Thursday, November 7, 2013

Many Rivers To Cross Episode 3: Oh Freedom!

Someone told me once that darn near everyone had an ancestor that fought in the United States Colored Troops. While I have not made that connection yet, I do have more than a few “troopers” that I admire, be it for the betterment of the cause of humanity or just because they are who they are.

The Women:

My first pick is every single one of my female ancestors who survived the brutal acts of slavery.

Secondly, I cry out to the mothers who saw their loved ones off to war, some who never returned, and some who returned with the full effects of the war with missing limbs and missing thoughts of why they survived.

When the New York Union League Club proclaimed their support for the men of the 20th United States Colored Troops, I can imagine their gut wrenching pride and tears. 
The club was made up of women whose relatives and neighbors were getting ready to head out to war.

They presented the flag/ banner and stated that it was an emblem of prayers, freedom and faith.  The love of a common country and the devotion to the country was imprinted in their minds.

Excerpt from article found in the New York Daily Tribune March 7,1864

These women loved their sons, husbands, uncles, nephews and neighbors

These women stood tall swelling with pride 

Thirdly Isabella also known as Sojourner Truth

Born a slave in 1777  she was a strong force in fighting for the abolishment of slavery, temperance and suffrage. Isabella changed her name to Sojourner Truth after she became disillusioned with a Mr. Matthews who ran away with money his followers had invested. She was a devoted follower of him and his wife and was accused of being involved in the trickery.  Promising to clear her good name she made a pact with herself to spend the rest of her life fighting slavery. Mrs. Truth lived to be 106 years old.

One of my favorite speeches was Ain’t I A Woman found in the 1992 issue of The Guardian.

Last but not least Fannie: Love Letter Straight From My Heart, keep us so near while apart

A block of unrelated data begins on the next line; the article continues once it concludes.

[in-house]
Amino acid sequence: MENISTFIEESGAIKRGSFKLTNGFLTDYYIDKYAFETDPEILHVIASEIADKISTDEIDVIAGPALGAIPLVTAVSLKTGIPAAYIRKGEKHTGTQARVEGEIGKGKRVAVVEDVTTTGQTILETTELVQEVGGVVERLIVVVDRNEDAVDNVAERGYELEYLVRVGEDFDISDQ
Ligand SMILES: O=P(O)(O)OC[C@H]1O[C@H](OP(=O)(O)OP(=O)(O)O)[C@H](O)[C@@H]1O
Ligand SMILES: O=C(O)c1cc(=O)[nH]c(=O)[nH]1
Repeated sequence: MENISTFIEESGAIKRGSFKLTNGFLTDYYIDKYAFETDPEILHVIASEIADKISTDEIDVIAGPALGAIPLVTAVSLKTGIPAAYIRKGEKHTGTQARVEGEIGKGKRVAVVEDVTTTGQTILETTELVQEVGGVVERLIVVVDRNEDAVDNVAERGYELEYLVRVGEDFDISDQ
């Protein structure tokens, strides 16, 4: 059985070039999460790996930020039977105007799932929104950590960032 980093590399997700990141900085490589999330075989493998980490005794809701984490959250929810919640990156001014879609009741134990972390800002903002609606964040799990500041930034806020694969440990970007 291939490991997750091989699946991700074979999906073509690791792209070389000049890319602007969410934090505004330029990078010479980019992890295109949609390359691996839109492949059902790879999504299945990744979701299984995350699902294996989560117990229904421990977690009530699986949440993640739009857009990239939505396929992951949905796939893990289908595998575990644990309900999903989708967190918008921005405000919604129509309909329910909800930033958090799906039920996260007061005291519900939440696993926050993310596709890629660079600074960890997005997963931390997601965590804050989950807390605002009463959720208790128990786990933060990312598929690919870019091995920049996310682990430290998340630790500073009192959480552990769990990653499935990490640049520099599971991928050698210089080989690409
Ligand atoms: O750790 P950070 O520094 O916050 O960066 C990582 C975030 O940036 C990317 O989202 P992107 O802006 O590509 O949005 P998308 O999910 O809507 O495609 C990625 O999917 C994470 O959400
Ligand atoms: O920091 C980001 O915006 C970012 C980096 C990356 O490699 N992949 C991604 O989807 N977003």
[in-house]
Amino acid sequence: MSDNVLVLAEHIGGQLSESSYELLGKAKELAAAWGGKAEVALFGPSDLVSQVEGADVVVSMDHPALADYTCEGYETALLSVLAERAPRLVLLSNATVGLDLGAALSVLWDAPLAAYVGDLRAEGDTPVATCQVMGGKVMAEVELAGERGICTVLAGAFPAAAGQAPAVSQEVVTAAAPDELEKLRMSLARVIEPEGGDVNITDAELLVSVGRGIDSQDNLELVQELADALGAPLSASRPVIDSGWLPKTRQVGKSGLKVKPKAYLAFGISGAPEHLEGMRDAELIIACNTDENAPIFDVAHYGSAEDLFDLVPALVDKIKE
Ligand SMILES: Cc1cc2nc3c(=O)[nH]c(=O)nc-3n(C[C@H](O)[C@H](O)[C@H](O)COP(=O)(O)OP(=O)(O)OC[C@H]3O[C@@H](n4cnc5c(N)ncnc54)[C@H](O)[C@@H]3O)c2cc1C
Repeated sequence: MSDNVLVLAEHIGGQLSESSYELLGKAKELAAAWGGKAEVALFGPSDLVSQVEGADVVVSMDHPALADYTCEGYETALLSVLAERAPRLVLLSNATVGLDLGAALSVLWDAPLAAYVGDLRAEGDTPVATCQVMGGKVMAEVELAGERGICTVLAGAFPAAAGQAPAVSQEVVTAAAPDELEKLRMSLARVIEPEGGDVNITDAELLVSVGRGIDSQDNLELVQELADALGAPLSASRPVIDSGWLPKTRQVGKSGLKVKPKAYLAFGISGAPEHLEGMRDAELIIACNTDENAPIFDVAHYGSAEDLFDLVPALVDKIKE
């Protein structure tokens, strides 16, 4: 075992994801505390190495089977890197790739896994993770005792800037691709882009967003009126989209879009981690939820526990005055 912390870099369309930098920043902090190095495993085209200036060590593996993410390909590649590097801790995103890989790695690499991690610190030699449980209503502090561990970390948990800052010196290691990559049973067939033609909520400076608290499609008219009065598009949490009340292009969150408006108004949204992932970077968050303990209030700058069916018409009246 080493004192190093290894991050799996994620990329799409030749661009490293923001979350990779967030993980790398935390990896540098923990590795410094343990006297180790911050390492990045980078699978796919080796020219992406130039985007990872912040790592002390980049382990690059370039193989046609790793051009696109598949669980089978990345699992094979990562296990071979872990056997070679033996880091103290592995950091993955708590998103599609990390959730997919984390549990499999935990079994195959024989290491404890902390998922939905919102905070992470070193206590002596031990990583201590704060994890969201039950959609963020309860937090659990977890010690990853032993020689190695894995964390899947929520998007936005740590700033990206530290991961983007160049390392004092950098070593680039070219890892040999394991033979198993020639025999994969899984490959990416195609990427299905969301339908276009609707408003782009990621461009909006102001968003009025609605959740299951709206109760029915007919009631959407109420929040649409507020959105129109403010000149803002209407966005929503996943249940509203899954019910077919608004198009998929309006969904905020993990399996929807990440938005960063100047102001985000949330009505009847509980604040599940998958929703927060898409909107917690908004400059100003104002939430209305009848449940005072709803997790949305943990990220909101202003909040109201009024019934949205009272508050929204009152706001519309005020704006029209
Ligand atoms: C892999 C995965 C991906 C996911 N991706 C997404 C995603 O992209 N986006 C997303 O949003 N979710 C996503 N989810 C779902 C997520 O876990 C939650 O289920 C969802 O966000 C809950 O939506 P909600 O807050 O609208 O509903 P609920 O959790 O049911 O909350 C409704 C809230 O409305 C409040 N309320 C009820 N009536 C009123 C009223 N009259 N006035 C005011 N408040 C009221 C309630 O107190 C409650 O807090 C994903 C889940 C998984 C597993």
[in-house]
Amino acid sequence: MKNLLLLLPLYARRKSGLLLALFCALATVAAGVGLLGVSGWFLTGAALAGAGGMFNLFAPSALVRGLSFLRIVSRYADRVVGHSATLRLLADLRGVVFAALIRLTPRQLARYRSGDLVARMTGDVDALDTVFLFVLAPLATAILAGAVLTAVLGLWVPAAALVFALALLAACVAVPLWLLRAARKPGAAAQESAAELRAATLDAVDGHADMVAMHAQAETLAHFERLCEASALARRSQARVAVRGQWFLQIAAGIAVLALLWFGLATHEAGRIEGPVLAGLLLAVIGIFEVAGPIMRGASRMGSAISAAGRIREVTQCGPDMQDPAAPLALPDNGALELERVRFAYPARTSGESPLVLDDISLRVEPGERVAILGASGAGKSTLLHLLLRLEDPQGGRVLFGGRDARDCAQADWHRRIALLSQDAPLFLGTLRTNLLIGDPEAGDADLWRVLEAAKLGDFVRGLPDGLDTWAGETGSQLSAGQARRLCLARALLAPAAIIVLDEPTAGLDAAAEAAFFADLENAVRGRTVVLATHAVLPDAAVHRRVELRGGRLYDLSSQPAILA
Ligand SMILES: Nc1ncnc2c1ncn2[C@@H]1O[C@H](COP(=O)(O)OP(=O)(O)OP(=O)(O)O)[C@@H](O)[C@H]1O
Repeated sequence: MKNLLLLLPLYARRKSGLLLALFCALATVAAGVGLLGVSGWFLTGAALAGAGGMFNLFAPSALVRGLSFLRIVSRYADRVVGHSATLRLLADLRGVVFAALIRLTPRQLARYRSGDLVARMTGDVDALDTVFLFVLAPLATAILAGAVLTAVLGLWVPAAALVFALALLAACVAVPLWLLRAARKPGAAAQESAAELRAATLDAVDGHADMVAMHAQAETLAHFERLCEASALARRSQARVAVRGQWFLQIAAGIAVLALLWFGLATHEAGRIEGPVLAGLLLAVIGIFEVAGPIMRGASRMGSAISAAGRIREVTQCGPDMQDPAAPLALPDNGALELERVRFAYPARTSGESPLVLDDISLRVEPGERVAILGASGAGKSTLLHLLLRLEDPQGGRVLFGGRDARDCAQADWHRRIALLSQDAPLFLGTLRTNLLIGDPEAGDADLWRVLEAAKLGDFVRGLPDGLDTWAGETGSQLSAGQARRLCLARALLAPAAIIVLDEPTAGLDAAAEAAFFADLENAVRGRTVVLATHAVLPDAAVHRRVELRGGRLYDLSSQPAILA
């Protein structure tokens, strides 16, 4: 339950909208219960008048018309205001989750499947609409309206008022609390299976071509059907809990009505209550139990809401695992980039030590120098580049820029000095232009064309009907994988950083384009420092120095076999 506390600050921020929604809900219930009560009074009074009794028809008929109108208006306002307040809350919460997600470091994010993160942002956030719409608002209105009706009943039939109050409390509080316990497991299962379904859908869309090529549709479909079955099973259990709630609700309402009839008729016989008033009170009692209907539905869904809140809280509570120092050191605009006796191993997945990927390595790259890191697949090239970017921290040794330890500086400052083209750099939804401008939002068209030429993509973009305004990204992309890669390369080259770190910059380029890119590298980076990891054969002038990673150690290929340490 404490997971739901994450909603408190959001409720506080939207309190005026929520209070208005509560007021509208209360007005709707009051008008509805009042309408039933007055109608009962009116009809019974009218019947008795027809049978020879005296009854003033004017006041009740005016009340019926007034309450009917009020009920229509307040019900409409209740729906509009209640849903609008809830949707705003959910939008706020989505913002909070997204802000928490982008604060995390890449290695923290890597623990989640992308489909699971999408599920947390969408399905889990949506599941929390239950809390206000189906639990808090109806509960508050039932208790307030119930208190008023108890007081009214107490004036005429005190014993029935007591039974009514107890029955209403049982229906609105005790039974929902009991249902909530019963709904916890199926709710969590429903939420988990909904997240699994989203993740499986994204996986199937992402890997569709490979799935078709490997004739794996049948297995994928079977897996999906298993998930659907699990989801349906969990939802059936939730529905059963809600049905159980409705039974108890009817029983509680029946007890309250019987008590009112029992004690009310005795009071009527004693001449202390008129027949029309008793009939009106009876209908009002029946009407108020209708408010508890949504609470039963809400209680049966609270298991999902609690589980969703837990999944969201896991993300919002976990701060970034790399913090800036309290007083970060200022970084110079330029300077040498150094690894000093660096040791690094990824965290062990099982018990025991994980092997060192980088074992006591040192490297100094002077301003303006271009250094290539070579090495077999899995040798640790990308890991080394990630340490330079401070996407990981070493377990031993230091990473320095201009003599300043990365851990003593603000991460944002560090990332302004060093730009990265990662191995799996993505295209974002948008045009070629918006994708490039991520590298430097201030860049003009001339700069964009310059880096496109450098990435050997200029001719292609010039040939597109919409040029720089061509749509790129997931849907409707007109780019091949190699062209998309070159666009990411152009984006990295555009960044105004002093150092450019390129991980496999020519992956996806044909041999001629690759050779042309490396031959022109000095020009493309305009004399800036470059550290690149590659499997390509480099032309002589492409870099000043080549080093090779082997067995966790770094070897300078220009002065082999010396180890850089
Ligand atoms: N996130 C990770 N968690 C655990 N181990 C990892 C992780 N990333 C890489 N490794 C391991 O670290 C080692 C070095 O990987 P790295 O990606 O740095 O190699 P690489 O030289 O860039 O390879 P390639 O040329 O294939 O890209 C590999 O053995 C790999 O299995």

Theophilus and Harriet Person Perry lived in Harrison County Texas.  When the civil war came Theophilus took Norfleet, a bondsman of his father Levin with him as his man servant. Fannie was also enslaved by Levin Perry and was Norfleet’s companion. Harriett went to stay at Spring Hill, Levin Perry’s Plantation.
As we know, the enslaved more than likely did not pen this letter however someone wrote it for her with the intention of it getting to Norfleet, the love of Fannie's life. 

Here is what the letter stated dated December 28, 1862     

The original letter is located in the Person Family papers housed at the Manuscript Division at Duke University in the William R Perkins Library                                       

The Men: Texas State Legislators: Reconstruction Era

These are a few of the brave men who served in the Texas Legislator during reconstruction.

A. B. Houston Bassett served in Grimes County and lived near my grandparents James Penn and Gertrude Sims Daviss.

David Abner Sr, served in Harrison County Marshall Texas the home of my maternal ancestors.

Ed Patton served in San Jacinto County and was once married to Easter Thornton in my Williams line. 

        A Song for the seasons past: Oh Freedom sung by Shirley Verrett   



Terry Ligon said...

Thank you for reminding us that when men go off to war, women are left longing for their return.

Good read...

Kathleen Ingram said...

Wonderful blog, you will find them!
So brave, they all were!!

Selma said...

You were "inspired" ... and it is wonderful.

Ms Vicky said...

So true Terry,real talk!

Ms Vicky said...

Thanks kathleen, I appreciate your comments.

Ms Vicky said...

Thanks Much Selma!

True Lewis said...

Ms. Vicky....I love it. All the women on Standing by. The letters. I am still looking and hoping I have a USCT! Thanks for the Many Rivers Prospective.

Ms Vicky said...

Thanks True! My fingers are crossed for that USCT you are wanting.

LindaRe said...

We tend to forget the sacrifices women make during war times. Thank you for sharing their stories.

Kristin said...

I don't have any USCT in my direct line either. I remember Sojourner Truth's speech so well because my daughter once gave it for a 4-H project. Appreciate you sharing about the women.

Ms Vicky said...

Hopefully Kristin someone will call their name for us.